Does teamwork and communication improve with simulation training? An evaluation of simulation training videos in Bihar, India

JESSICA D DYER (1) , MELISSA C MORGAN (2) , SUSANNA R COHEN (3) , RAKESH GHOSH (4) , JULIA RANEY (5) , HILARY SPINDLER (6) , TANMAY MAHAPATRA6 (7) , AMELIA CHRISTMAS (8) , DILYS M WALKER (9)
(1) , United States
(2) Department of Pediatrics, University of California San Francisco, San Francisco, CA, USA , United States
(3) College of Nursing, University of Utah, Salt Lake City, Utah , United States
(4) Global Health Sciences, University of California San Francisco, San Francisco, CA, USA , United States
(5) Yale School of Medicine, Yale University, New Haven, CT, USA , United States
(6) Global Health Sciences, University of California San Francisco, San Francisco, CA, USA , United States
(7) CARE India Solutions for Sustainable Development, Patna, Bihar, India , India
(8) PRONTO International, Seattle, WA, USA , United States
(9) Department of Obstetrics and Gynecology and Reproductive Services, University of California San Francisco, San Francisco, CA, USA , United States

Abstract

BACKGROUND


High rates of medical error – attributed to ineffective communication among health care providers – poses a threat to patient safety. We embedded Team Strategies and Tools to Enhance Performance and Patient Safety (TeamSTEPPS™) concepts within a simulation-based curriculum and trained clinical teams providing intrapartum care in low-income settings. We evaluated whether simulation can be used to improve teamwork and communication among clinical teams.


METHODS


Nurse mentors facilitated and video-recorded simulated clinical scenarios to give health care providers (mentees) the opportunity to practice both technical and non-technical skills. Independent evaluators reviewed video-recorded simulation scenarios at midpoint and endpoint to evaluate changes in use of evidence-based practices. Semi-structured interviews were also conducted with nurse mentors to explore their experiences teaching non-technical skills to clinical teams.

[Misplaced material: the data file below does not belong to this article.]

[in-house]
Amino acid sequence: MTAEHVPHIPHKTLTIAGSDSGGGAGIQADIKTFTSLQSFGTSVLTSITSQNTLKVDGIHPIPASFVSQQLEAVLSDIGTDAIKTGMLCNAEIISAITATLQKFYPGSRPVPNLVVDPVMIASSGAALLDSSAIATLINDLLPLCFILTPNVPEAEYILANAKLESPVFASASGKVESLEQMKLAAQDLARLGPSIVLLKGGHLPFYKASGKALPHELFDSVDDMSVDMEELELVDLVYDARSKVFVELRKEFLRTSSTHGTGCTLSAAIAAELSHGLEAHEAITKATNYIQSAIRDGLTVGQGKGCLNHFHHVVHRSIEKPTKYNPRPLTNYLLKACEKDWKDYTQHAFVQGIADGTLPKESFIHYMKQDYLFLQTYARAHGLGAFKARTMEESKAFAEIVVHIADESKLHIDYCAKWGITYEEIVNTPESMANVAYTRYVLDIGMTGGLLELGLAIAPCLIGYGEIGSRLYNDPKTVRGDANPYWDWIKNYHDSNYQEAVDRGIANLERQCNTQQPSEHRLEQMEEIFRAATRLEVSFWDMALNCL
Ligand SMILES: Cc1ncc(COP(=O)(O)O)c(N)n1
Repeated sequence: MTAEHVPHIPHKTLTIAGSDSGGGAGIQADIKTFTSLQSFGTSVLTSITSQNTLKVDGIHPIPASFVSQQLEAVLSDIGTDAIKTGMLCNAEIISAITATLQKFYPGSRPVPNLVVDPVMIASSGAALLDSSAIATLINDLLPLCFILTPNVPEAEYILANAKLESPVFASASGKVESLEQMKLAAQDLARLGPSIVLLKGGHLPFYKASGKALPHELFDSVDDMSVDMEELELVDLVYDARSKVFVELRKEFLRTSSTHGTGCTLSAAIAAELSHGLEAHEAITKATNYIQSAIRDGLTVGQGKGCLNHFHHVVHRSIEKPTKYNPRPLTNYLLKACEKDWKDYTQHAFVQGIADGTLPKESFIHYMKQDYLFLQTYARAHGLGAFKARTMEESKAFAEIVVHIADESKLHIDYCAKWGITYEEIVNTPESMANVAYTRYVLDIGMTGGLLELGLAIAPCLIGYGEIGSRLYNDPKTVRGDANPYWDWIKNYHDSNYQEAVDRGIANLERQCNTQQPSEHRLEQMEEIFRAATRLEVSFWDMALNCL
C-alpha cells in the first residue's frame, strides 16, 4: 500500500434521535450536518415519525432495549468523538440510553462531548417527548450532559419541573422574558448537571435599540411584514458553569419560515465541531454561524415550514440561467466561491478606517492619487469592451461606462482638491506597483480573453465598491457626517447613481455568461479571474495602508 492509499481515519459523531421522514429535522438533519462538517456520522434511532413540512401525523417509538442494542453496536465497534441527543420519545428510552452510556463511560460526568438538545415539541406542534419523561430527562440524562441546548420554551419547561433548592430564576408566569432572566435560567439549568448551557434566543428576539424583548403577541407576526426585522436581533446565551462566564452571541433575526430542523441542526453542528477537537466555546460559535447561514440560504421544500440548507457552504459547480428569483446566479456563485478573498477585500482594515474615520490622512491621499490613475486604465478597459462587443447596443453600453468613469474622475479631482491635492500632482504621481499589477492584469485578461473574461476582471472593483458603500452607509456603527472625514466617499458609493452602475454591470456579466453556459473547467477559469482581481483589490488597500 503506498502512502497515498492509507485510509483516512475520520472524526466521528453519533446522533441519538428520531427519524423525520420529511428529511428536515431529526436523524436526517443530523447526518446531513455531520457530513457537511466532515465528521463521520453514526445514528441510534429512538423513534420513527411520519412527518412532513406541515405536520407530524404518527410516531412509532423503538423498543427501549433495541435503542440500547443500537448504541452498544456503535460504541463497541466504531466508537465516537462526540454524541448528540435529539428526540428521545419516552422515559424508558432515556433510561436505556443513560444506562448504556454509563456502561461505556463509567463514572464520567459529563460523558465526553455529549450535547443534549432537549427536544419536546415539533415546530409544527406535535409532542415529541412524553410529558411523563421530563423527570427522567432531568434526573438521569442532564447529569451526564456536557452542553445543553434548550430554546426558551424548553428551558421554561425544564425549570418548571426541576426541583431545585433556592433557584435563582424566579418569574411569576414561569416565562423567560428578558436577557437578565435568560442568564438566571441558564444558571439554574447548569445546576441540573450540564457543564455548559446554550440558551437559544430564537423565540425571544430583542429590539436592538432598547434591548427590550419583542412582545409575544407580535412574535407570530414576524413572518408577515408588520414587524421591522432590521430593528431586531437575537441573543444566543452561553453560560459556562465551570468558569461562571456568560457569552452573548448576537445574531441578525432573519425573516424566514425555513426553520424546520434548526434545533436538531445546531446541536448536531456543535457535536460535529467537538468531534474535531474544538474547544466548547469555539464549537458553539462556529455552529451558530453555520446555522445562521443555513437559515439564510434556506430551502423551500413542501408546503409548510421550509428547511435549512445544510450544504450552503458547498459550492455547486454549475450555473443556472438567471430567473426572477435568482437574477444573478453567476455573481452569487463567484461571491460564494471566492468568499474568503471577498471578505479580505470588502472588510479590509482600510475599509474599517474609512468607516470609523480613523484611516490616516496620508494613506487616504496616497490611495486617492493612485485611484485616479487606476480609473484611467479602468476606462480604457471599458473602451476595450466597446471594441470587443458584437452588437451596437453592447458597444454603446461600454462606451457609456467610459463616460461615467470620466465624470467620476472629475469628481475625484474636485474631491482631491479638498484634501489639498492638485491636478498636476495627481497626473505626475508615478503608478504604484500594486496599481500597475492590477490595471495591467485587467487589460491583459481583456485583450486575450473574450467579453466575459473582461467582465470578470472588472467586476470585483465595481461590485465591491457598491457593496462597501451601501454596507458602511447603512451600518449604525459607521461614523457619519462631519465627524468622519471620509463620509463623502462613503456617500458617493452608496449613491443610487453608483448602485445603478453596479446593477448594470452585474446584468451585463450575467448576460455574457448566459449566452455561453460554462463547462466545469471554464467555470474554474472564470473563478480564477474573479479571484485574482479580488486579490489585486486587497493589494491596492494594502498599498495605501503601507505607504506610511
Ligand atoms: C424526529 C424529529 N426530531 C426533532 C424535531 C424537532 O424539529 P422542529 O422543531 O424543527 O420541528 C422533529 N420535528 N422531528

RESULTS


Five hundred and sixty-six simulated clinical scenarios were included in the final analysis. Adoption of techniques to improve communication and teamwork, such as the ‘SBAR’ technique and ‘think out loud’, increased from midpoint to endpoint in all simulated scenarios.


CONCLUSION


Incorporation of TeamSTEPPS™ concepts into a simulation training program for health care providers improved teamwork and communication in simulated scenarios and can potentially be extended to actual emergency cases.

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Authors

JESSICA D DYER
jessica@prontointernational.org (Primary Contact)
MELISSA C MORGAN
SUSANNA R COHEN
RAKESH GHOSH
JULIA RANEY
HILARY SPINDLER
TANMAY MAHAPATRA6
AMELIA CHRISTMAS
DILYS M WALKER
DYER, J. D. ., MORGAN, M. C., COHEN, S. R., GHOSH, R., RANEY, J., SPINDLER, H., MAHAPATRA6, T., CHRISTMAS, A., & WALKER, D. M. (2019). Does teamwork and communication improve with simulation training? An evaluation of simulation training videos in Bihar, India. Eajahme, 3(3). https://doi.org/10.58498/eajahme.v1i1.17
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